Shipwreck Stuck At Edge Of Niagara Falls Starts Moving For First Time In 101 Years
A shipwreck stuck on the rocks above Niagara Falls for over a century started to creep towards the edge of the waterfall after a heavy Halloween storm.
The Iron Scow ship, which is similar to a barge, became lodged on the Canadian side of the attraction in 1918 after it broke loose from its tug, resulting in the dramatic rescue of its two passengers.
The wreck has since become a key part of the folklore surrounding the falls, as it clung to the rocks at the top for decades without ever crashing over the edge.
You can see more about the ship here:
A heavy Halloween storm has started the Iron Scow’s downfall however, as the rain and winds created a strong current in the river, which in turn caused the ship to move for the first time since getting stuck, CBC reports.
Officials from Niagara Parks revealed the ship had ended up more than 150-feet downstream from its usual position.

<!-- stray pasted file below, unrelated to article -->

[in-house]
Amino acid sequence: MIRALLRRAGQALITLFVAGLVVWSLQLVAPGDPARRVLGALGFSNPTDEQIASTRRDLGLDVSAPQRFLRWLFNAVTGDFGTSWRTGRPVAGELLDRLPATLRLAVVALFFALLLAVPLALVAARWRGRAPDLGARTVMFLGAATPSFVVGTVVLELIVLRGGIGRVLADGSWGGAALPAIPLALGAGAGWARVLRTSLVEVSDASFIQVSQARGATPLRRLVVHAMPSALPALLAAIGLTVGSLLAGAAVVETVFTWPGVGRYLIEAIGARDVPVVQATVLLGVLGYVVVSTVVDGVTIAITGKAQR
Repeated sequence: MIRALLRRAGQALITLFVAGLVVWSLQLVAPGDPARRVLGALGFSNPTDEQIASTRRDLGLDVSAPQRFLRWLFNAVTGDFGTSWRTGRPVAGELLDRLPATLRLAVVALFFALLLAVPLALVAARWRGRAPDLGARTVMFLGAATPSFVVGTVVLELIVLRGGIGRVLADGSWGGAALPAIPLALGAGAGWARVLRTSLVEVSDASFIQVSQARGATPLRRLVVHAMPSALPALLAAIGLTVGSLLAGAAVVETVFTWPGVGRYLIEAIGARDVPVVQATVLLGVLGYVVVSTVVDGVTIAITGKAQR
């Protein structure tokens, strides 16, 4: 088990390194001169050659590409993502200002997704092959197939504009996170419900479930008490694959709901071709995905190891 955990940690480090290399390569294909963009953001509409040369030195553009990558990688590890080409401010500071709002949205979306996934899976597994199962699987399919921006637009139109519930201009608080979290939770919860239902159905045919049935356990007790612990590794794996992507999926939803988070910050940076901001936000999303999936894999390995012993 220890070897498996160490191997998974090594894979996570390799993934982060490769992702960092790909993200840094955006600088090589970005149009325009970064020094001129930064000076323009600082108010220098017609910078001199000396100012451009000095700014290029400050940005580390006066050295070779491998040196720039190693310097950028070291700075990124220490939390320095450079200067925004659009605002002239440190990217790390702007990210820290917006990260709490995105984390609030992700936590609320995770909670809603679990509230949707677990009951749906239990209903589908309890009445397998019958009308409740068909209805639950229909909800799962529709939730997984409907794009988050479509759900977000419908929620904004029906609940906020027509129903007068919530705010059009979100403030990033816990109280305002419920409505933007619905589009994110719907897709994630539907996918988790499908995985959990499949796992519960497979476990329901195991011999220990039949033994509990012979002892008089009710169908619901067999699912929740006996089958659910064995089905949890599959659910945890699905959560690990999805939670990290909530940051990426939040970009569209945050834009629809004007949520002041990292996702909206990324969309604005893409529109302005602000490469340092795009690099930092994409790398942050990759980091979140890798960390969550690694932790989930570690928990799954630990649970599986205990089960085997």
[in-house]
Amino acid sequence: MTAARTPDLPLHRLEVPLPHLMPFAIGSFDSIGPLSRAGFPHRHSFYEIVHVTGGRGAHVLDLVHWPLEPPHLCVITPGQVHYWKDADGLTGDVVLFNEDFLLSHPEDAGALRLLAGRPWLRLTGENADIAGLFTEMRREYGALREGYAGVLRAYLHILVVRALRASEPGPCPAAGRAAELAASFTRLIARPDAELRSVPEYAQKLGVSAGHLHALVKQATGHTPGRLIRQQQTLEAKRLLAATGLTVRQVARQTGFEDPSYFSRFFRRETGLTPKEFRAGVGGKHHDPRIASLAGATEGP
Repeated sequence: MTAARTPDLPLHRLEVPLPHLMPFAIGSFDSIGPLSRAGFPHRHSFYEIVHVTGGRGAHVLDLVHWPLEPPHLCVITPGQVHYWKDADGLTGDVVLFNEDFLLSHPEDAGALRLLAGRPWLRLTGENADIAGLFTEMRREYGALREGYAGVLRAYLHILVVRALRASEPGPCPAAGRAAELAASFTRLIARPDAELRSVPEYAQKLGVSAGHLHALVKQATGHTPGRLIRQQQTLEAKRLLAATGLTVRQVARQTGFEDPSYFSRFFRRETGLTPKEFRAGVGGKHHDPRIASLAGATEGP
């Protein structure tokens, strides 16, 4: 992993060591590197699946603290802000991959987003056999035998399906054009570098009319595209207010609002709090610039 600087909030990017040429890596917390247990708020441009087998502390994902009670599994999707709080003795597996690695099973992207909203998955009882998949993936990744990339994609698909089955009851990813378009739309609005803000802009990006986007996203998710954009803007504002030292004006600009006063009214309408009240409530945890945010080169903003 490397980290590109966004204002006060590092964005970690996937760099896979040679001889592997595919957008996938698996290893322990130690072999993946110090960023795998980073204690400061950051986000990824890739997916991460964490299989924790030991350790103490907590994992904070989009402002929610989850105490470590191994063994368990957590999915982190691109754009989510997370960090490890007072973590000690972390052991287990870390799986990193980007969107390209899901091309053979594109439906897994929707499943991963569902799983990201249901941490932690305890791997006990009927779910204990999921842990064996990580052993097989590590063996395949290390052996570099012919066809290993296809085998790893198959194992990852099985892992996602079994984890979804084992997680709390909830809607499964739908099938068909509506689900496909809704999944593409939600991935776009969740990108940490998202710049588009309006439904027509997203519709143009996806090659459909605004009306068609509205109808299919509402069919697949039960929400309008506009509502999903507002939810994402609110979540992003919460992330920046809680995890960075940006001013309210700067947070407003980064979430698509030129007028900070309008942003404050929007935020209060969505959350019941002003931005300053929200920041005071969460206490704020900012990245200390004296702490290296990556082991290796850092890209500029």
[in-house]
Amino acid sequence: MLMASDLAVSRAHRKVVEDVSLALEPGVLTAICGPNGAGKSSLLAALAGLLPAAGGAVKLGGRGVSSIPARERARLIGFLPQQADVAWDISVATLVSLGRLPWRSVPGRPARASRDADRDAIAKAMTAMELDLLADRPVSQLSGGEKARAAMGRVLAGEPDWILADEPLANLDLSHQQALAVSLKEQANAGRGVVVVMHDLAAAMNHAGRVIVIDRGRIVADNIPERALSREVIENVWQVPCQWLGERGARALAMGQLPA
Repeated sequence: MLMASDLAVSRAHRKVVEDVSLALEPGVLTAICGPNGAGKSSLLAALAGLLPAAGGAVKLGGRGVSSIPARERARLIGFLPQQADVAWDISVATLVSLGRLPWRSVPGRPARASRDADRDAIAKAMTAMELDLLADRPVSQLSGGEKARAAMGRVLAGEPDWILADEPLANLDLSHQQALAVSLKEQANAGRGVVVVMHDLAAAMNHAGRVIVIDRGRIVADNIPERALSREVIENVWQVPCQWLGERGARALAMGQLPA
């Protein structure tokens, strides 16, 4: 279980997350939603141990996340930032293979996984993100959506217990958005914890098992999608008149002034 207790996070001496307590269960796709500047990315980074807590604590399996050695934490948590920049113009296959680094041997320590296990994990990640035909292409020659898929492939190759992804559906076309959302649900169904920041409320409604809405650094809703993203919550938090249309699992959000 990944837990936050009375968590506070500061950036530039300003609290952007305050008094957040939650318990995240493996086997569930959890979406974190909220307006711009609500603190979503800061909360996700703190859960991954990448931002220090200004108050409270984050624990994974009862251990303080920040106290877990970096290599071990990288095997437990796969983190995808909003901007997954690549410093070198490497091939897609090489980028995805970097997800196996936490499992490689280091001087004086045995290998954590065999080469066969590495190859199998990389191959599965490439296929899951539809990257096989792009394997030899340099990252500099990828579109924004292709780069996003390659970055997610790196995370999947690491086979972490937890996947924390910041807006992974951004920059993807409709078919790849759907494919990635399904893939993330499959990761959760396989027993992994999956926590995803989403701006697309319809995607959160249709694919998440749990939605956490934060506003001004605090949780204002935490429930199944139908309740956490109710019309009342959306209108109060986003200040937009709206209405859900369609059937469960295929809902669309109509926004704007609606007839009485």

In a video of the scene, senior manager of heritage Jim Hill explained:
It has been in place for over 101 years but it appears that last night, on Halloween, that the scow shifted.
It appears to have sort of flipped on its side and spun around. It’s not in the exact same spot it was yesterday. We think it’s about 50 metres down river from its original location.
What we think has happened now is that it’s turned and twisted in the very heavy current and flow of the river and is stuck where it is now.
Hill pointed out there’s no telling how long the wreck might be stuck for, explaining it could be ‘days’ or ‘years’ and adding: ‘It’s anyone’s guess.’
When the boat became stuck in 1918, the men on board the Iron Scow had to open its bottom dumping doors in order to ground it on the rocks and stop it going over the edge of the falls.
It took the help of the Niagara Parks police, Niagara Falls fire and police departments, the US Coast Guard and a First World War veteran to save them.
Hill revealed the ship has deteriorated badly over the years, saying there isn’t a lot of the scow left.
The ship is now resting close to the edge of Horseshoe Falls – the largest of the three falls at Niagara.
Niagara Falls CEO, David Adames, assured visitors authorities will be notified if the wreck seems like it will go over the falls, so precautions for tourism can be taken.
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CreditsCanadian Broadcasting Corporation and 1 other
Canadian Broadcasting Corporation